Irish Catholics Back Britain in War of Independence; BILLY KENNEDY Looks Back 225 Years, When Protestants and Roman Catholic Attitudes in Ireland to the British Crown Were Radically Different from What They Are Today

The News Letter (Belfast, Northern Ireland), November 23, 2001 | Go to article overview

Irish Catholics Back Britain in War of Independence; BILLY KENNEDY Looks Back 225 Years, When Protestants and Roman Catholic Attitudes in Ireland to the British Crown Were Radically Different from What They Are Today


Byline: BILLY KENNEDY

DURING the American Revolutionary War, Sir John de Blacquire presented, on behalf of Roman Catholics in Ireland, an address to King George III in London "abhorring the unnatural rebellion" which had lately broken out among some of the monarch's American subjects.

This may seem odd to many in the Ireland of today for it is somewhat of a paradox that generally Irish Protestant and Roman Catholic attitudes to Britain during the American Revolutionary War were so different from what currently prevails.

Today, almost all of the Protestants (unionists) now back the maintenance of the Union and the overwhelming majority of Roman Catholics (nationalists) seek separation and the setting up of an all-Ireland republic. In the 1770s, attitudes in Ireland were not as clearly defined in the traditional mould.

Interestingly, a large swathe of middle-class Roman Catholic opinion in Ireland, in both the clerical and lay sectors, publicly supported the British war effort in America in the 1770s.

It was the view of many Roman Catholics that the best way to undermine the Penal Laws in vogue against them at the time was to demonstrate that they were more loyal to the Crown than Protestants, particularly non-conformist Presbyterians who moved into Ulster from Scotland in the 17th Scottish Plantation years.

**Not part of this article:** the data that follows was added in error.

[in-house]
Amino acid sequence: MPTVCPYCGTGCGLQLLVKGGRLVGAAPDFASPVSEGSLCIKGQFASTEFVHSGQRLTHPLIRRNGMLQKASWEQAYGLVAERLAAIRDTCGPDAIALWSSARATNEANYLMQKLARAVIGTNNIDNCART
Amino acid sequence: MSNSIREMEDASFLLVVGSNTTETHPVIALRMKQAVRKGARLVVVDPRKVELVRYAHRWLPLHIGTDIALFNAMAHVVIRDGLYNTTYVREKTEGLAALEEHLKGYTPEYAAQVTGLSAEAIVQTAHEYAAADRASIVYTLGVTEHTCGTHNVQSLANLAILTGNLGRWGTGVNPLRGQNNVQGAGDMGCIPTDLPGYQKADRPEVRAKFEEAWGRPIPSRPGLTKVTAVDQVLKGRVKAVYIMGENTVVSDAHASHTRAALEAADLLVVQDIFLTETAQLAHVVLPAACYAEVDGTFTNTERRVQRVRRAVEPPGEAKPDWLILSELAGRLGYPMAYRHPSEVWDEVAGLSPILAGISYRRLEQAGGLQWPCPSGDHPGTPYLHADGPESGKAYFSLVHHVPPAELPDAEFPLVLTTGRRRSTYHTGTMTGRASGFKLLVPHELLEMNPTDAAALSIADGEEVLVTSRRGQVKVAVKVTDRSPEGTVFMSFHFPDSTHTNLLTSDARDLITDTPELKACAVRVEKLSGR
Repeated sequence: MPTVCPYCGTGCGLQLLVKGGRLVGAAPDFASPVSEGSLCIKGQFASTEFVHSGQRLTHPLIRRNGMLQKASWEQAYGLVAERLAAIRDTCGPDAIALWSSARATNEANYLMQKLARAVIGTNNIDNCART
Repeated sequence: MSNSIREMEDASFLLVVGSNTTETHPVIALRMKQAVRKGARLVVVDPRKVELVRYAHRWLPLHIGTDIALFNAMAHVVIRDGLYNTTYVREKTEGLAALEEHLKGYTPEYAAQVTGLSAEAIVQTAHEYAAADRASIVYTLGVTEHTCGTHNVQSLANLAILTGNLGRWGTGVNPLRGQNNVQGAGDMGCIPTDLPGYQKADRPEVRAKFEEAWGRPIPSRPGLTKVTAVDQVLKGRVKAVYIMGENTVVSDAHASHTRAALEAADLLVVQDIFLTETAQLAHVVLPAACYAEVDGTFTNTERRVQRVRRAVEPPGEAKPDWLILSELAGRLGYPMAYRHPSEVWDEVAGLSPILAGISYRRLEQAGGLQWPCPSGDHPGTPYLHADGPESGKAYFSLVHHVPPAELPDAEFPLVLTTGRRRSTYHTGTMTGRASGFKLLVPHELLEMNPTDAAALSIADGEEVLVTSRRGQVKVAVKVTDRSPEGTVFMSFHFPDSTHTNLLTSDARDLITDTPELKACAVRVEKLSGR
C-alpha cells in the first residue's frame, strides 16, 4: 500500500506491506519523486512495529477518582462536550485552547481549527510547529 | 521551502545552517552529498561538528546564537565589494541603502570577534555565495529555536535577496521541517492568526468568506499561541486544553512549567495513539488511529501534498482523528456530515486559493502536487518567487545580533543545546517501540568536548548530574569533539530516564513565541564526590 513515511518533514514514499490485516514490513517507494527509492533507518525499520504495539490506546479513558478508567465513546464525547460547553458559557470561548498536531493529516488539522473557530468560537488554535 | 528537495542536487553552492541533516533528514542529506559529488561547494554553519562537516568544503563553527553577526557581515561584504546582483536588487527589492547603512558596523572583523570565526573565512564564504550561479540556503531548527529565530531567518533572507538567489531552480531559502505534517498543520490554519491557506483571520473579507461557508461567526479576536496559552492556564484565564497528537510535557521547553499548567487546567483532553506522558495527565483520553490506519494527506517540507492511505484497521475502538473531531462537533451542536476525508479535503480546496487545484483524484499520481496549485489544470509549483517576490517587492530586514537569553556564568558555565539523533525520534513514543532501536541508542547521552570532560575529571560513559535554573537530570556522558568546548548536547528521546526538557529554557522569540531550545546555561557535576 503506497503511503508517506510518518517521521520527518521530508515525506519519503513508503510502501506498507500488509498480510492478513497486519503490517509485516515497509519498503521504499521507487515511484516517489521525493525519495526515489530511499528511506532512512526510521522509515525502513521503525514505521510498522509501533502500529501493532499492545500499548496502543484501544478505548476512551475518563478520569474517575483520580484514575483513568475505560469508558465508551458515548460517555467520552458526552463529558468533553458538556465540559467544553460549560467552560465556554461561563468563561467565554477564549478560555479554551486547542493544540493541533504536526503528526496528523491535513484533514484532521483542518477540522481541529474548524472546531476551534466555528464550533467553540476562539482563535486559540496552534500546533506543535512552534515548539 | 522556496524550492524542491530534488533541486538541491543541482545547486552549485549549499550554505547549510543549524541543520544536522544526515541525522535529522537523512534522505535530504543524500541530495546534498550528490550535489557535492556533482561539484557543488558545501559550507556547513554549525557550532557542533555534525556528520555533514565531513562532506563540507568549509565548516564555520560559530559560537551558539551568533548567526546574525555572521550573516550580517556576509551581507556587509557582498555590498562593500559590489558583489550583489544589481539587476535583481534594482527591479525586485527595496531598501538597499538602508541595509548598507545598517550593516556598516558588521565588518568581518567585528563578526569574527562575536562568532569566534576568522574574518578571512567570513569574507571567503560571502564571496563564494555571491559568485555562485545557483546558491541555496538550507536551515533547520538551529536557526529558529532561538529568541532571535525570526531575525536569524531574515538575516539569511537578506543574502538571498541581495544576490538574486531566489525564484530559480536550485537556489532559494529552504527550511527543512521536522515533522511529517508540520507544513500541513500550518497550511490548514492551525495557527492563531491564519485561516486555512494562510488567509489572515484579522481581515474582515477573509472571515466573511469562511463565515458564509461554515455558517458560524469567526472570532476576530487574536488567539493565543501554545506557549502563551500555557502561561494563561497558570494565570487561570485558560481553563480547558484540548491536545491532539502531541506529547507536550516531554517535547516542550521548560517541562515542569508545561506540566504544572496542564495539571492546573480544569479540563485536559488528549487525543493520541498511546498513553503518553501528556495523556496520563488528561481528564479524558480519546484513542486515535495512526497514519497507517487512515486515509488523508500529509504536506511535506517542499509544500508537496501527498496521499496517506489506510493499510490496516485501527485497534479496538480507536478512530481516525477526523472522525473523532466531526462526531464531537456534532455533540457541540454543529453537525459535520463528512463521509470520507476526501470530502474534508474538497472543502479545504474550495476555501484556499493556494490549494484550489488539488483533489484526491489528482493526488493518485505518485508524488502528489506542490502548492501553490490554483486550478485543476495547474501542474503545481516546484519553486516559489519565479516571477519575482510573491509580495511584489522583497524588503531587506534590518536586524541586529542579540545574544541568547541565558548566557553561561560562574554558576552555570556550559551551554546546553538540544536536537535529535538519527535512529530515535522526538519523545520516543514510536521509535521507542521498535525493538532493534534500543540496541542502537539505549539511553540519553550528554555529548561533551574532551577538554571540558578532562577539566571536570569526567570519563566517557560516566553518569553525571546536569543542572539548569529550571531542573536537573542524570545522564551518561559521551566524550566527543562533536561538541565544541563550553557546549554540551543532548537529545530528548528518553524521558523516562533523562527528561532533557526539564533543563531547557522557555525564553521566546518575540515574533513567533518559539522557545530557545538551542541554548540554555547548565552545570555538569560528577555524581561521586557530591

When the War broke out in 1775, a group of influential Roman Catholics in Dublin sent memorials to the British authorities, stating their abhorrence of the Presbyterian rebellion in America and offering to encourage recruitment, even though Roman Catholic enlistment at the time was barred. This group described the American Revolution as an "unnatural rebellion".

In Limerick, Roman Catholic leaders, both clergy and laity, raised half a guinea per volunteer for the first 200 men to enlist in the British Army. In the Co Down town of Newry, Roman Catholic merchants publicly aligned themselves with British interests in quelling the Presbyterian uprising in America. Loyal addresses were also sent to London from Cork, another strongly Roman Catholic city.

This attitude by Irish Roman Catholics was entirely in line with that taken by the Vatican in Rome, where the then Pope in 1760 gave full recognition to British monarch King George III, a High-Church Anglican, on the King's assension to the throne in London.

The fall-out from the aborted Roman Catholic-supported rebellions against the Crown in Scotland in 1715 and 1745 had run its course and both the Irish and Scottish church hierarchies were broadly on track with the established order in the British Isles.

In return for their support in the American War, the British Government provided legal relief for Roman Catholics in Ireland and Scotland, legislation which effectively freed members of this faith from educational, marital and professional disabilities.

Anglicans or members of the Church of Ireland, many of whom held civil positions under the Crown in the administration run from Dublin, were also generally agreeable to the continuance of British interests in the American colonies. Not so the Presbyterians in Ulster! In the Irish cities and towns there was a significant measure of Protestant Whig support for the American Revolution, as was evidenced by referenda conducted among its citizens. Roman Catholics were disenfranchised at the time.

Of course, most of the American Presbyterian revolutionaries, their religion shaped by a radical dissenting form of Protestantism, were not sympathetic to the heirarchal systems of the Anglican and Roman Catholic churches. Indeed, there was an innate suspicion by some of the revolutionary leaders in Pennsylvania of the Roman Catholic Church and its monolithic, perceived all-pervading traditions.

Some historians claim a major context of the American Revolution was Protestant colonialist fears over the Quebec Act of 1774 which recognised Roman Catholicism in the Canadian Province and extended Quebec territory to the Ohio River. …

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